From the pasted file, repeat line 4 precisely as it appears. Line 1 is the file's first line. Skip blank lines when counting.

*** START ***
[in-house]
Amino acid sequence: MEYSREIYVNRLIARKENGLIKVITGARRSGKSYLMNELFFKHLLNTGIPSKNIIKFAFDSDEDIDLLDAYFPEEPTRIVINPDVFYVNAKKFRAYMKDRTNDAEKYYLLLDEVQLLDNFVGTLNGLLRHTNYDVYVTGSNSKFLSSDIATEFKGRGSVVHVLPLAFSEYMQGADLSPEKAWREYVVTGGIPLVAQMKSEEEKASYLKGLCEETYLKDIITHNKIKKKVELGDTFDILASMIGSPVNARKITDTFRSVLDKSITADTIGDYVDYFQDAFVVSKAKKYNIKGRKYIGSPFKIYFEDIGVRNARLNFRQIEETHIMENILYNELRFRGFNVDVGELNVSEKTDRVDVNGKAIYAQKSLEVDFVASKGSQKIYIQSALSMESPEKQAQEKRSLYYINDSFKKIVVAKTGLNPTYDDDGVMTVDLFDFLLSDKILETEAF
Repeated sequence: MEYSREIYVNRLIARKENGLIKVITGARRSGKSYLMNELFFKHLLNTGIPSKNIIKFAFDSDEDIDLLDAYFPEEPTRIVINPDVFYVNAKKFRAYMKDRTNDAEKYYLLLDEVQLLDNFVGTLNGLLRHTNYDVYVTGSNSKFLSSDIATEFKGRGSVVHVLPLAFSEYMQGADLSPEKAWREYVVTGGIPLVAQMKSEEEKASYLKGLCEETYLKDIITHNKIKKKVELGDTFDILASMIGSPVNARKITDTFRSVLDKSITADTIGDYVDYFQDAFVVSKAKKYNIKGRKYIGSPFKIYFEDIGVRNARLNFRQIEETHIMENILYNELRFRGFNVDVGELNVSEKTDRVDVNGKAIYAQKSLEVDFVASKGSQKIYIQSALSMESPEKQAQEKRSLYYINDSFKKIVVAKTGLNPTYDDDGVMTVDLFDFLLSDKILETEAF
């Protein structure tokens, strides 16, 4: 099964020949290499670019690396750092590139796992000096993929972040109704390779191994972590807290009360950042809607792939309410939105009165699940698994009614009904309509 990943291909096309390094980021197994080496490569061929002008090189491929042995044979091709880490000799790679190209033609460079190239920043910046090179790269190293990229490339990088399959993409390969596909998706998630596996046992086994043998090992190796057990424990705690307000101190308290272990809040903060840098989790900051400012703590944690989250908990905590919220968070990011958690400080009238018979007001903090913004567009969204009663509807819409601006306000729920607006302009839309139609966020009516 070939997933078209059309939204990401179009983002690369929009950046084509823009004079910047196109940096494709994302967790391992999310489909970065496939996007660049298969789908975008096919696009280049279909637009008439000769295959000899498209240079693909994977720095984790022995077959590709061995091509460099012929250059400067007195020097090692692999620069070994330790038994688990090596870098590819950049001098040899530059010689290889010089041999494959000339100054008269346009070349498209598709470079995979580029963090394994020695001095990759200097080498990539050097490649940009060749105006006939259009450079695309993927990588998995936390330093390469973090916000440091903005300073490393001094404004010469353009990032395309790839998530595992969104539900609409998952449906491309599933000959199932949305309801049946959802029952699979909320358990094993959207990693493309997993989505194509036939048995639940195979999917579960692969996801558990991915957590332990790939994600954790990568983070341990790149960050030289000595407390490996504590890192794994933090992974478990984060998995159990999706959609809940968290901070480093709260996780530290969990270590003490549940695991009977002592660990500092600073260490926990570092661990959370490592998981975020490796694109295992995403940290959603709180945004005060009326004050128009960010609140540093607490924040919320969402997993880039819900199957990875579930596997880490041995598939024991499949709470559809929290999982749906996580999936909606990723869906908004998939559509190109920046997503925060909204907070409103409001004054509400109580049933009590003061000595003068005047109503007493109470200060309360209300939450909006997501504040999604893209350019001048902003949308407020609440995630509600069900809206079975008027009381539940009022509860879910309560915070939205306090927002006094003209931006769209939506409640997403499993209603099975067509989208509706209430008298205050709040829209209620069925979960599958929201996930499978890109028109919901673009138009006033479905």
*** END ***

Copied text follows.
């Protein structure tokens, strides 16, 4: 099964020949290499670019690396750092590139796992000096993929972040109704390779191994972590807290009360950042809607792939309410939105009165699940698994009614009904309509 990943291909096309390094980021197994080496490569061929002008090189491929042995044979091709880490000799790679190209033609460079190239920043910046090179790269190293990229490339990088399959993409390969596909998706998630596996046992086994043998090992190796057990424990705690307000101190308290272990809040903060840098989790900051400012703590944690989250908990905590919220968070990011958690400080009238018979007001903090913004567009969204009663509807819409601006306000729920607006302009839309139609966020009516 070939997933078209059309939204990401179009983002690369929009950046084509823009004079910047196109940096494709994302967790391992999310489909970065496939996007660049298969789908975008096919696009280049279909637009008439000769295959000899498209240079693909994977720095984790022995077959590709061995091509460099012929250059400067007195020097090692692999620069070994330790038994688990090596870098590819950049001098040899530059010689290889010089041999494959000339100054008269346009070349498209598709470079995979580029963090394994020695001095990759200097080498990539050097490649940009060749105006006939259009450079695309993927990588998995936390330093390469973090916000440091903005300073490393001094404004010469353009990032395309790839998530595992969104539900609409998952449906491309599933000959199932949305309801049946959802029952699979909320358990094993959207990693493309997993989505194509036939048995639940195979999917579960692969996801558990991915957590332990790939994600954790990568983070341990790149960050030289000595407390490996504590890192794994933090992974478990984060998995159990999706959609809940968290901070480093709260996780530290969990270590003490549940695991009977002592660990500092600073260490926990570092661990959370490592998981975020490796694109295992995403940290959603709180945004005060009326004050128009960010609140540093607490924040919320969402997993880039819900199957990875579930596997880490041995598939024991499949709470559809929290999982749906996580999936909606990723869906908004998939559509190109920046997503925060909204907070409103409001004054509400109580049933009590003061000595003068005047109503007493109470200060309360209300939450909006997501504040999604893209350019001048902003949308407020609440995630509600069900809206079975008027009381539940009022509860879910309560915070939205306090927002006094003209931006769209939506409640997403499993209603099975067509989208509706209430008298205050709040829209209620069925979960599958929201996930499978890109028109919901673009138009006033479905």